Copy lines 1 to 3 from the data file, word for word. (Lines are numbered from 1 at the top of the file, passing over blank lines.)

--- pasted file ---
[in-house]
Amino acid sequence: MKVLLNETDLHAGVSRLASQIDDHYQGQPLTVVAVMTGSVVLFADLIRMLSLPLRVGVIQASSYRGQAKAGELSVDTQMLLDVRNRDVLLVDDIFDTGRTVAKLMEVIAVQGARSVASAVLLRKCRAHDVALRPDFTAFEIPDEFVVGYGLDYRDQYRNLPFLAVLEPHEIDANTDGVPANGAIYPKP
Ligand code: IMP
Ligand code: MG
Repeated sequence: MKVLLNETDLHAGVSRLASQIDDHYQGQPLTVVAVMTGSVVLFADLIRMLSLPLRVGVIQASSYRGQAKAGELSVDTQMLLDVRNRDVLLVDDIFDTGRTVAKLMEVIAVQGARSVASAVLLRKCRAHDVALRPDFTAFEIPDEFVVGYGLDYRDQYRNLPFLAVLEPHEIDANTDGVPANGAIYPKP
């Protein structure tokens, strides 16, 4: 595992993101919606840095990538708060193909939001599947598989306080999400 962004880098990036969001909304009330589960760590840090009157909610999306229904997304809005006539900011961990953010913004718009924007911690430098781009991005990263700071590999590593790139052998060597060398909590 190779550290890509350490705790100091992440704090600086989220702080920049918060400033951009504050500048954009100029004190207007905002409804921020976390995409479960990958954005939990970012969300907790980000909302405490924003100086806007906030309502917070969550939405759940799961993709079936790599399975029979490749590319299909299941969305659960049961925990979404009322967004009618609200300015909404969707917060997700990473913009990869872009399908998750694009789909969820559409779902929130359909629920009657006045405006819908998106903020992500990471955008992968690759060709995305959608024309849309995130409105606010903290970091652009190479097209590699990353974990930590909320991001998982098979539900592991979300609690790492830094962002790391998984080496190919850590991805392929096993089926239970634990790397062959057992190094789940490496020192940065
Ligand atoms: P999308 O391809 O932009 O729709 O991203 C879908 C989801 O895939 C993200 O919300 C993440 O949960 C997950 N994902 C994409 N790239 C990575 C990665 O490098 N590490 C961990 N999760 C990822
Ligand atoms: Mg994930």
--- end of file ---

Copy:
[in-house]
Amino acid sequence: MKVLLNETDLHAGVSRLASQIDDHYQGQPLTVVAVMTGSVVLFADLIRMLSLPLRVGVIQASSYRGQAKAGELSVDTQMLLDVRNRDVLLVDDIFDTGRTVAKLMEVIAVQGARSVASAVLLRKCRAHDVALRPDFTAFEIPDEFVVGYGLDYRDQYRNLPFLAVLEPHEIDANTDGVPANGAIYPKP
Ligand code: IMP